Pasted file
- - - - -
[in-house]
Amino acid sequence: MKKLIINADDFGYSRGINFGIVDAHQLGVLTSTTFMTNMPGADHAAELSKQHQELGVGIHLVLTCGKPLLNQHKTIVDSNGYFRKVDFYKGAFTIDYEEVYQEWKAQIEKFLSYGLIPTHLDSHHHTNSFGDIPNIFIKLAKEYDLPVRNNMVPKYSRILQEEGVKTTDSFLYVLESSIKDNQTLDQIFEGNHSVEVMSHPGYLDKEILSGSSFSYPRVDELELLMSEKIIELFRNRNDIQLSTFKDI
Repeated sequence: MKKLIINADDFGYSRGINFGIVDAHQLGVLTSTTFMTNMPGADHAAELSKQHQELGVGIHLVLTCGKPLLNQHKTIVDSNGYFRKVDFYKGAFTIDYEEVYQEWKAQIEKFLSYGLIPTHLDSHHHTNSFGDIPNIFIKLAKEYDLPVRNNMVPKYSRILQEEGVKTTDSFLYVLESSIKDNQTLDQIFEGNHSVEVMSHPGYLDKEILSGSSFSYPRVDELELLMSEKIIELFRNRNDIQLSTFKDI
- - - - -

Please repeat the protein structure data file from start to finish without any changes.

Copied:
[in-house]
Amino acid sequence: MKKLIINADDFGYSRGINFGIVDAHQLGVLTSTTFMTNMPGADHAAELSKQHQELGVGIHLVLTCGKPLLNQHKTIVDSNGYFRKVDFYKGAFTIDYEEVYQEWKAQIEKFLSYGLIPTHLDSHHHTNSFGDIPNIFIKLAKEYDLPVRNNMVPKYSRILQEEGVKTTDSFLYVLESSIKDNQTLDQIFEGNHSVEVMSHPGYLDKEILSGSSFSYPRVDELELLMSEKIIELFRNRNDIQLSTFKDI
Repeated sequence: MKKLIINADDFGYSRGINFGIVDAHQLGVLTSTTFMTNMPGADHAAELSKQHQELGVGIHLVLTCGKPLLNQHKTIVDSNGYFRKVDFYKGAFTIDYEEVYQEWKAQIEKFLSYGLIPTHLDSHHHTNSFGDIPNIFIKLAKEYDLPVRNNMVPKYSRILQEEGVKTTDSFLYVLESSIKDNQTLDQIFEGNHSVEVMSHPGYLDKEILSGSSFSYPRVDELELLMSEKIIELFRNRNDIQLSTFKDI